And they loved a lot. While Albert C. Barnes initially attempted to show his collection publicly and was derided for Modernist works that were not yet accepted by the art establishment, therefore creating his own space in Merion, Pennsylvania to form his own education-focused gallery, Herb and Dorothy just wallpapered their small one-bedroom Manhattan apartment with pieces, thousands of pieces. Well, it wasn’t just the walls – they started in on the ceiling as well, and stacks of paintings were under the bed and behind furniture. Private curators, they also draped what appear to be afghans over some works that might be damaged by the very un-museumy lighting.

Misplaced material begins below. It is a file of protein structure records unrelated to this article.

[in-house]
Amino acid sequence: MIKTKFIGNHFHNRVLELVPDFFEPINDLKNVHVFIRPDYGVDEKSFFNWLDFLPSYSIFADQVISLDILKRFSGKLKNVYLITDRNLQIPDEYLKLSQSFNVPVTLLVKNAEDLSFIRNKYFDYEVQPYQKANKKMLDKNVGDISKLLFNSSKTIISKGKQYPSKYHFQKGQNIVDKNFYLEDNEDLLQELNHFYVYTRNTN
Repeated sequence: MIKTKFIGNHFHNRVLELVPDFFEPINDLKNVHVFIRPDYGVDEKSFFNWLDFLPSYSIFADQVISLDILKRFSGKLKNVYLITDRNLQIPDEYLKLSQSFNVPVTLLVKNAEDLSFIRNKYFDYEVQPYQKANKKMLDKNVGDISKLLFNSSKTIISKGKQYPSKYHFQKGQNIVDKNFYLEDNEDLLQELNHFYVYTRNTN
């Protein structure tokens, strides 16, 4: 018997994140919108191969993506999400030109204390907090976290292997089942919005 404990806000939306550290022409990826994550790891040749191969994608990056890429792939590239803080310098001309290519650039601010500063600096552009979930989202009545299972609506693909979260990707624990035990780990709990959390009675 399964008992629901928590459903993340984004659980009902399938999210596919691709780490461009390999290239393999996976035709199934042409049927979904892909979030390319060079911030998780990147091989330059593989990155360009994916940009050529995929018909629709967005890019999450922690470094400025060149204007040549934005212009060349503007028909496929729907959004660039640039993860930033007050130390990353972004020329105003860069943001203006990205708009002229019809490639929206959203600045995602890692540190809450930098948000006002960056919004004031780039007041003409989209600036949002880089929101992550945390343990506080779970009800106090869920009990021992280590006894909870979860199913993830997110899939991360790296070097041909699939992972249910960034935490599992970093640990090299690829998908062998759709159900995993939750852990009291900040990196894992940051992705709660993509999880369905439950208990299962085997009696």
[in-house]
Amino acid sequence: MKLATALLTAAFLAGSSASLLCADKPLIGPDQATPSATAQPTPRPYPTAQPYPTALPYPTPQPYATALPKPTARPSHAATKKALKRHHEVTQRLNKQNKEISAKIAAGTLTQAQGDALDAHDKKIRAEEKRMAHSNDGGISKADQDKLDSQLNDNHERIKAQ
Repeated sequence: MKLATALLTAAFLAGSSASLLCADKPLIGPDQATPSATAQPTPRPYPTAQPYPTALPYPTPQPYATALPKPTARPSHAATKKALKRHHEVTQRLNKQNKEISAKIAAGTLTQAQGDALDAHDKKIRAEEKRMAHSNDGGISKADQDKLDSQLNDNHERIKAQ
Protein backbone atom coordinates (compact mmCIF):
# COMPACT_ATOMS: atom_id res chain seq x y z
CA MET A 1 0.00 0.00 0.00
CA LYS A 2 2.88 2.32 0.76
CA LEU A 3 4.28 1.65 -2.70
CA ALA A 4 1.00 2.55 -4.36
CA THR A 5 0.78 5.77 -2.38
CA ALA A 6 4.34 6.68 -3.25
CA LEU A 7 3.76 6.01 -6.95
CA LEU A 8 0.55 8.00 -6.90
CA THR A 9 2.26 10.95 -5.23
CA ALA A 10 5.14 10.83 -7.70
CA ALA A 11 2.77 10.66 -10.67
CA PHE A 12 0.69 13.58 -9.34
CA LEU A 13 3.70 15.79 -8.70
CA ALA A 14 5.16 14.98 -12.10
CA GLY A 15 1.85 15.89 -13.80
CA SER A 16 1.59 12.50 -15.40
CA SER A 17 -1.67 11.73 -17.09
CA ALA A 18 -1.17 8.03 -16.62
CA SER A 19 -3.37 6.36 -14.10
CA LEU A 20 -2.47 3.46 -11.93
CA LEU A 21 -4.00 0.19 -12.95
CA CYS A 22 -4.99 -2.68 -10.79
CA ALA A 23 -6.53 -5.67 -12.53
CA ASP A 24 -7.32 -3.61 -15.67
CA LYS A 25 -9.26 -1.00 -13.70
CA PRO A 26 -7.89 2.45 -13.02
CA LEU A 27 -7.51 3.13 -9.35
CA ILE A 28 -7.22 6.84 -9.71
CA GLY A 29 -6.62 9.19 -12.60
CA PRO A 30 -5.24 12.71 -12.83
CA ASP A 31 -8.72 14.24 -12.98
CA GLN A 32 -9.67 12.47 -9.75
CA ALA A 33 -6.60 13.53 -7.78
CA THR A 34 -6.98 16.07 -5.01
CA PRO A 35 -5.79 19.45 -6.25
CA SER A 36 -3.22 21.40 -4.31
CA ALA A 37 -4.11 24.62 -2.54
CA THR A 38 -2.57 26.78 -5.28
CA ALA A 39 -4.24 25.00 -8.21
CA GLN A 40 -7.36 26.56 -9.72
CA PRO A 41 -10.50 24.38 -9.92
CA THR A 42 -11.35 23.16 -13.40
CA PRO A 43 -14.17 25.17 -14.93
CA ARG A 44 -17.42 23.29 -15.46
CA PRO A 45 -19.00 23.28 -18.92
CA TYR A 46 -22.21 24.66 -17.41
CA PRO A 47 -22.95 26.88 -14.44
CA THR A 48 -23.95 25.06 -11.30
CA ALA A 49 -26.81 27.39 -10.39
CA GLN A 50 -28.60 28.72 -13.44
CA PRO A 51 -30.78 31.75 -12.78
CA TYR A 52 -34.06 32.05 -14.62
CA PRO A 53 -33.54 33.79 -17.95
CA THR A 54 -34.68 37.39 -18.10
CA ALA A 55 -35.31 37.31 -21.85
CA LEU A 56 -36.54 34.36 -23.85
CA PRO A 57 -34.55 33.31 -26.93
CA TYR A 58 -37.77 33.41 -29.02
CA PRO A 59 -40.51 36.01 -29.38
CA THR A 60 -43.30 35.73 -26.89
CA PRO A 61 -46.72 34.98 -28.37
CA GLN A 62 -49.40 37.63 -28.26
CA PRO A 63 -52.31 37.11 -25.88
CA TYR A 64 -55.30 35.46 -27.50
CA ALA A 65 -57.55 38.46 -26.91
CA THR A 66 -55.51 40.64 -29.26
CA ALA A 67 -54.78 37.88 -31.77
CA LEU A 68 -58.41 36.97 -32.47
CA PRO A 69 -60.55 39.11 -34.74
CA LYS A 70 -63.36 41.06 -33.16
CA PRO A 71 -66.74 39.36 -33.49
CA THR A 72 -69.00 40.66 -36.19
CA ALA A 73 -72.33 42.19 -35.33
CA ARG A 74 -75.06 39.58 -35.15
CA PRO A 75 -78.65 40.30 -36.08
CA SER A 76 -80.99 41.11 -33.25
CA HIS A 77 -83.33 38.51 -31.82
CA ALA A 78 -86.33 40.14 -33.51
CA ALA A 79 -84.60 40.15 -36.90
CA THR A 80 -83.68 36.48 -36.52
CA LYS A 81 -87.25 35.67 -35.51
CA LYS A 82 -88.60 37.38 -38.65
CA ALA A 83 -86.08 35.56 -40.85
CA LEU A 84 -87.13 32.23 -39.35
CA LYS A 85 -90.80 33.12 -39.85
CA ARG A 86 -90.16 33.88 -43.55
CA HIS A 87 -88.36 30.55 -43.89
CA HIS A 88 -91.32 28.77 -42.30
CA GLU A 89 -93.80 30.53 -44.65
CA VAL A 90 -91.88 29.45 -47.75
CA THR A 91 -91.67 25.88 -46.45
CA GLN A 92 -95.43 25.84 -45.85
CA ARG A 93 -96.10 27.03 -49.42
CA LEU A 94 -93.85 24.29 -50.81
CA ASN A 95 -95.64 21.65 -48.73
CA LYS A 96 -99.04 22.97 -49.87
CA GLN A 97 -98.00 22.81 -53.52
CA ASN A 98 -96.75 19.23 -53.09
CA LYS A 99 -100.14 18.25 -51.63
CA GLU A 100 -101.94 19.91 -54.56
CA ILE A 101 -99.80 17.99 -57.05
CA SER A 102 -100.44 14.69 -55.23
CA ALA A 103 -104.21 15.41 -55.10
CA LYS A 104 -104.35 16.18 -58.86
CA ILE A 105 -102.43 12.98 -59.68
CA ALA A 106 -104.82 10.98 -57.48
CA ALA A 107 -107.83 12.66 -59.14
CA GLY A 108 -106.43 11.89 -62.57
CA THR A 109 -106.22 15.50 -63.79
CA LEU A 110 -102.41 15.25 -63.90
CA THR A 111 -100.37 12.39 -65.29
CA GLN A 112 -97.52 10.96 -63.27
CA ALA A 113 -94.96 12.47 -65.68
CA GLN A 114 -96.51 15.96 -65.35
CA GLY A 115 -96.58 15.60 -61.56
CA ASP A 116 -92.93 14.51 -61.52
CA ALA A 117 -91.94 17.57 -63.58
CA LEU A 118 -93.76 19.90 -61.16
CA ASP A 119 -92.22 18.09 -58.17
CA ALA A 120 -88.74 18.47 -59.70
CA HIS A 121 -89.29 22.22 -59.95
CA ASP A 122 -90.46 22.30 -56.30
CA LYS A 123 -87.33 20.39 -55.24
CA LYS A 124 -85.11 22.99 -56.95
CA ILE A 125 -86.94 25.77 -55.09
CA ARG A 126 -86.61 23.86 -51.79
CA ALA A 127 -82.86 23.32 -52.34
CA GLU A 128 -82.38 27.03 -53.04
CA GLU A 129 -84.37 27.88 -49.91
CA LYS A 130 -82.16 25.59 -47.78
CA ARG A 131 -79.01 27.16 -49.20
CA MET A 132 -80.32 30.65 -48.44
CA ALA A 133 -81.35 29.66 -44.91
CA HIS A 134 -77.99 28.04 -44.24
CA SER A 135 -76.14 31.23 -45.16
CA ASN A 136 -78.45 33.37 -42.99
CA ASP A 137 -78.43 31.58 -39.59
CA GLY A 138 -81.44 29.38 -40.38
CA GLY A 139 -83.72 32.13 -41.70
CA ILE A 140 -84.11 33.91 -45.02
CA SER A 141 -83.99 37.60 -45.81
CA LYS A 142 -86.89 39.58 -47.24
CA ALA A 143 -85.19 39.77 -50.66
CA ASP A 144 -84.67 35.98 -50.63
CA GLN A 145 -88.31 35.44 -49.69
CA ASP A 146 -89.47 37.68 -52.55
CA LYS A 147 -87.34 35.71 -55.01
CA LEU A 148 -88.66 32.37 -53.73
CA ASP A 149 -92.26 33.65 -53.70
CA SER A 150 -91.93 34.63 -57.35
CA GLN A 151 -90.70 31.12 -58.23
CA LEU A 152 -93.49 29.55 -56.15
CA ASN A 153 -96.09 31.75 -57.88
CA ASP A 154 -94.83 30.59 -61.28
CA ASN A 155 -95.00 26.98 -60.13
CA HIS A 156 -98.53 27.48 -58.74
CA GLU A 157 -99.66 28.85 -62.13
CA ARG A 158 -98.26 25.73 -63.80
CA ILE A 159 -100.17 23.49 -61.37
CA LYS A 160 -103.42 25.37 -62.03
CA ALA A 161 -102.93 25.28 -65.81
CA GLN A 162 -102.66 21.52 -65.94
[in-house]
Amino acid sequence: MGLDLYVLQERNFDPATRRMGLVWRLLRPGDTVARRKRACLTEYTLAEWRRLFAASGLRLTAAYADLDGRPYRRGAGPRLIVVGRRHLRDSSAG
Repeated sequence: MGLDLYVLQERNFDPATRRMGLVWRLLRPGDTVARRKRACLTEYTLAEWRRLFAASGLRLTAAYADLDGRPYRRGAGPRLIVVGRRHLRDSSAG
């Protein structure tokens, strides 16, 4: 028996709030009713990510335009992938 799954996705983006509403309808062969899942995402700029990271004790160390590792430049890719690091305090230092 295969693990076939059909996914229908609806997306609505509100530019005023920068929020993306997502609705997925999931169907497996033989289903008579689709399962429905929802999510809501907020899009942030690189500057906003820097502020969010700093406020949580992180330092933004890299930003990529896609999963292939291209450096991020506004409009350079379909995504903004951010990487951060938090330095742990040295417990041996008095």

If you are thinking they are hoarders, you are absolutely fucking right. They could barely function in their own home, with paths squeezed in between loads of framed canvases standing on the floor and mobile-esque sculptures hanging from the ceiling. They even commissioned one piece, which the artist – I forgot who – said he made for the bathroom because it wouldn’t fit anywhere else.
Yet this documentary is not yet another prurient peek into the lives of people with hoarding disorders. We’ve got enough of those. Instead, first-time director Megumi Sasaki zeroes in on how the Vogels establish relationships with artists, view art in both public and domestic settings, explain why they collect art that they can’t even look at for the clutter (Dorothy is stunningly convincing here), and demonstrate how deeply their passion for art runs.